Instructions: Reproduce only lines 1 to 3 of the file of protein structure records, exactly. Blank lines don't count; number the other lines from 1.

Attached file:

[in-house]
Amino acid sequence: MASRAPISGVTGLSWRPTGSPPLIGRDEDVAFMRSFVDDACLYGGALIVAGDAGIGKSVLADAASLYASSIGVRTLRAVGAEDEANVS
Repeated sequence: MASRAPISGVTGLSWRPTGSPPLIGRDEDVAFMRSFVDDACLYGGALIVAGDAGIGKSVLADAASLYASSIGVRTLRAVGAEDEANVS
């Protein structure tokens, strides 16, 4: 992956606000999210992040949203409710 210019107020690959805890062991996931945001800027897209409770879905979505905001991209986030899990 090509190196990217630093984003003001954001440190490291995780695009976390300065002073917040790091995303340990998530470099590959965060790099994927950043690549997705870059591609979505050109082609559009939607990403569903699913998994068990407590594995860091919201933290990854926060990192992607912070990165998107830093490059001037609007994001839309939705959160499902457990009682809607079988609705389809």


[in-house]
Amino acid sequence: MASRAPISGVTGLSWRPTGSPPLIGRDEDVAFMRSFVDDACLYGGALIVAGDAGIGKSVLADAASLYASSIGVRTLRAVGAEDEANVS
Repeated sequence: MASRAPISGVTGLSWRPTGSPPLIGRDEDVAFMRSFVDDACLYGGALIVAGDAGIGKSVLADAASLYASSIGVRTLRAVGAEDEANVS